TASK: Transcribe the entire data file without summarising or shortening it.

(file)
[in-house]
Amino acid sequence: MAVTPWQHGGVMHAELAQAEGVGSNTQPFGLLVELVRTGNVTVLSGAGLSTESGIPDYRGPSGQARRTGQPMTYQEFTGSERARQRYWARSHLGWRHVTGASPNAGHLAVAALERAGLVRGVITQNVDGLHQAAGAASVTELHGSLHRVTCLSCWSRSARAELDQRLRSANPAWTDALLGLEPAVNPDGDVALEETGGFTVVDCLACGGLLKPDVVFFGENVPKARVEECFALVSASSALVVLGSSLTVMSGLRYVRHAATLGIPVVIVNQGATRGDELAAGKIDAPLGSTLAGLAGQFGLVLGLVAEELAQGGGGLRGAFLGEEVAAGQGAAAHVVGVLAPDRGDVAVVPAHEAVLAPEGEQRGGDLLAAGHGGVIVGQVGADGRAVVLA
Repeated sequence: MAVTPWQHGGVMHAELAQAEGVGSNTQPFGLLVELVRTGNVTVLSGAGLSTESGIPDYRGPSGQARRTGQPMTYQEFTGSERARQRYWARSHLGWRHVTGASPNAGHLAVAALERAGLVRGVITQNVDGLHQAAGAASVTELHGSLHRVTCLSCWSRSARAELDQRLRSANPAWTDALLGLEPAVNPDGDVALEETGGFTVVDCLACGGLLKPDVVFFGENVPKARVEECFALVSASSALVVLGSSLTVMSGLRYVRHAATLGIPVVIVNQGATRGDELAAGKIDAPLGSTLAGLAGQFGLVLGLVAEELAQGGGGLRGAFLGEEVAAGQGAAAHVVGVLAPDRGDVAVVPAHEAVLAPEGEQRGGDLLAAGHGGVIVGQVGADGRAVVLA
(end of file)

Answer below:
[in-house]
Amino acid sequence: MAVTPWQHGGVMHAELAQAEGVGSNTQPFGLLVELVRTGNVTVLSGAGLSTESGIPDYRGPSGQARRTGQPMTYQEFTGSERARQRYWARSHLGWRHVTGASPNAGHLAVAALERAGLVRGVITQNVDGLHQAAGAASVTELHGSLHRVTCLSCWSRSARAELDQRLRSANPAWTDALLGLEPAVNPDGDVALEETGGFTVVDCLACGGLLKPDVVFFGENVPKARVEECFALVSASSALVVLGSSLTVMSGLRYVRHAATLGIPVVIVNQGATRGDELAAGKIDAPLGSTLAGLAGQFGLVLGLVAEELAQGGGGLRGAFLGEEVAAGQGAAAHVVGVLAPDRGDVAVVPAHEAVLAPEGEQRGGDLLAAGHGGVIVGQVGADGRAVVLA
Repeated sequence: MAVTPWQHGGVMHAELAQAEGVGSNTQPFGLLVELVRTGNVTVLSGAGLSTESGIPDYRGPSGQARRTGQPMTYQEFTGSERARQRYWARSHLGWRHVTGASPNAGHLAVAALERAGLVRGVITQNVDGLHQAAGAASVTELHGSLHRVTCLSCWSRSARAELDQRLRSANPAWTDALLGLEPAVNPDGDVALEETGGFTVVDCLACGGLLKPDVVFFGENVPKARVEECFALVSASSALVVLGSSLTVMSGLRYVRHAATLGIPVVIVNQGATRGDELAAGKIDAPLGSTLAGLAGQFGLVLGLVAEELAQGGGGLRGAFLGEEVAAGQGAAAHVVGVLAPDRGDVAVVPAHEAVLAPEGEQRGGDLLAAGHGGVIVGQVGADGRAVVLA